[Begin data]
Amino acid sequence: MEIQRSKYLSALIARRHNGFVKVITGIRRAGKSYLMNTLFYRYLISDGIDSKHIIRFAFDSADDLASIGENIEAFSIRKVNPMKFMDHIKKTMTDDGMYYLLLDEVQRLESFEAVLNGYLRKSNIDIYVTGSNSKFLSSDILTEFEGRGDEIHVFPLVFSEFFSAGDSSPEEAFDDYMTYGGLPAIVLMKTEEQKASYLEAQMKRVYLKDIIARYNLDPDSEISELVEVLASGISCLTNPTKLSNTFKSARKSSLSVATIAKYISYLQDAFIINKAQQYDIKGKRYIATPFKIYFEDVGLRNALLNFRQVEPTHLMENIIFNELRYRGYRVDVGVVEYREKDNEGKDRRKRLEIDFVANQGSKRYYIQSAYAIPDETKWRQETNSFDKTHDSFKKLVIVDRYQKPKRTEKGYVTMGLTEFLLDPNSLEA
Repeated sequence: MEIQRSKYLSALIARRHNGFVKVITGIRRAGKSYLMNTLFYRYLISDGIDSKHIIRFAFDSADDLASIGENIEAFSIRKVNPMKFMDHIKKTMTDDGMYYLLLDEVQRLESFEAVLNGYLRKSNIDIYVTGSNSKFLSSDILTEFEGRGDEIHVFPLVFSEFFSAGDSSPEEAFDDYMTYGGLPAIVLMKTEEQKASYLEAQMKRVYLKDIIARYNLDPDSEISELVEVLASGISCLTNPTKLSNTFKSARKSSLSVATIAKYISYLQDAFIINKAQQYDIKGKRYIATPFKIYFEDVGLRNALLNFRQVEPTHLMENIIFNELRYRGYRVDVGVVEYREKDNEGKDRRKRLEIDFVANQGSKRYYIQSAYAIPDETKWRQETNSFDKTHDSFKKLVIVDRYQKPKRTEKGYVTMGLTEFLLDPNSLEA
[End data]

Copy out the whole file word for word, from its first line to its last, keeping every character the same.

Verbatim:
Amino acid sequence: MEIQRSKYLSALIARRHNGFVKVITGIRRAGKSYLMNTLFYRYLISDGIDSKHIIRFAFDSADDLASIGENIEAFSIRKVNPMKFMDHIKKTMTDDGMYYLLLDEVQRLESFEAVLNGYLRKSNIDIYVTGSNSKFLSSDILTEFEGRGDEIHVFPLVFSEFFSAGDSSPEEAFDDYMTYGGLPAIVLMKTEEQKASYLEAQMKRVYLKDIIARYNLDPDSEISELVEVLASGISCLTNPTKLSNTFKSARKSSLSVATIAKYISYLQDAFIINKAQQYDIKGKRYIATPFKIYFEDVGLRNALLNFRQVEPTHLMENIIFNELRYRGYRVDVGVVEYREKDNEGKDRRKRLEIDFVANQGSKRYYIQSAYAIPDETKWRQETNSFDKTHDSFKKLVIVDRYQKPKRTEKGYVTMGLTEFLLDPNSLEA
Repeated sequence: MEIQRSKYLSALIARRHNGFVKVITGIRRAGKSYLMNTLFYRYLISDGIDSKHIIRFAFDSADDLASIGENIEAFSIRKVNPMKFMDHIKKTMTDDGMYYLLLDEVQRLESFEAVLNGYLRKSNIDIYVTGSNSKFLSSDILTEFEGRGDEIHVFPLVFSEFFSAGDSSPEEAFDDYMTYGGLPAIVLMKTEEQKASYLEAQMKRVYLKDIIARYNLDPDSEISELVEVLASGISCLTNPTKLSNTFKSARKSSLSVATIAKYISYLQDAFIINKAQQYDIKGKRYIATPFKIYFEDVGLRNALLNFRQVEPTHLMENIIFNELRYRGYRVDVGVVEYREKDNEGKDRRKRLEIDFVANQGSKRYYIQSAYAIPDETKWRQETNSFDKTHDSFKKLVIVDRYQKPKRTEKGYVTMGLTEFLLDPNSLEA